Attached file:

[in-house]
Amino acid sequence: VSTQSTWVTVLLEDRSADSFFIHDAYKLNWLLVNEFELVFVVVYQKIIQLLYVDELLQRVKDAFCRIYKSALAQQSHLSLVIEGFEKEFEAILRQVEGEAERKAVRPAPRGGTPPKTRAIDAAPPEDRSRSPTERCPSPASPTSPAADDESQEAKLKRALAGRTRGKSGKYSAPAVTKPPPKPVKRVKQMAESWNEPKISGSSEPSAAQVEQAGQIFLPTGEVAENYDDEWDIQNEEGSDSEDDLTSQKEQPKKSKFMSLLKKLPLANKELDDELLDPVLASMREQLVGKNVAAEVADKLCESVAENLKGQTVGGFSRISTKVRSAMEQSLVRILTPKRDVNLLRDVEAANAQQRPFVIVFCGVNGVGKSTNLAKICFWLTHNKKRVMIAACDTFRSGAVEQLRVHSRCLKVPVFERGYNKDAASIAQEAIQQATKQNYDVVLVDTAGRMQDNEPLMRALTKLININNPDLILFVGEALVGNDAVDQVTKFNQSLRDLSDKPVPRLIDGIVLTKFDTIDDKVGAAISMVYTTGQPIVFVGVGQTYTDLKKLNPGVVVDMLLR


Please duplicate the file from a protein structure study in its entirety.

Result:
[in-house]
Amino acid sequence: VSTQSTWVTVLLEDRSADSFFIHDAYKLNWLLVNEFELVFVVVYQKIIQLLYVDELLQRVKDAFCRIYKSALAQQSHLSLVIEGFEKEFEAILRQVEGEAERKAVRPAPRGGTPPKTRAIDAAPPEDRSRSPTERCPSPASPTSPAADDESQEAKLKRALAGRTRGKSGKYSAPAVTKPPPKPVKRVKQMAESWNEPKISGSSEPSAAQVEQAGQIFLPTGEVAENYDDEWDIQNEEGSDSEDDLTSQKEQPKKSKFMSLLKKLPLANKELDDELLDPVLASMREQLVGKNVAAEVADKLCESVAENLKGQTVGGFSRISTKVRSAMEQSLVRILTPKRDVNLLRDVEAANAQQRPFVIVFCGVNGVGKSTNLAKICFWLTHNKKRVMIAACDTFRSGAVEQLRVHSRCLKVPVFERGYNKDAASIAQEAIQQATKQNYDVVLVDTAGRMQDNEPLMRALTKLININNPDLILFVGEALVGNDAVDQVTKFNQSLRDLSDKPVPRLIDGIVLTKFDTIDDKVGAAISMVYTTGQPIVFVGVGQTYTDLKKLNPGVVVDMLLR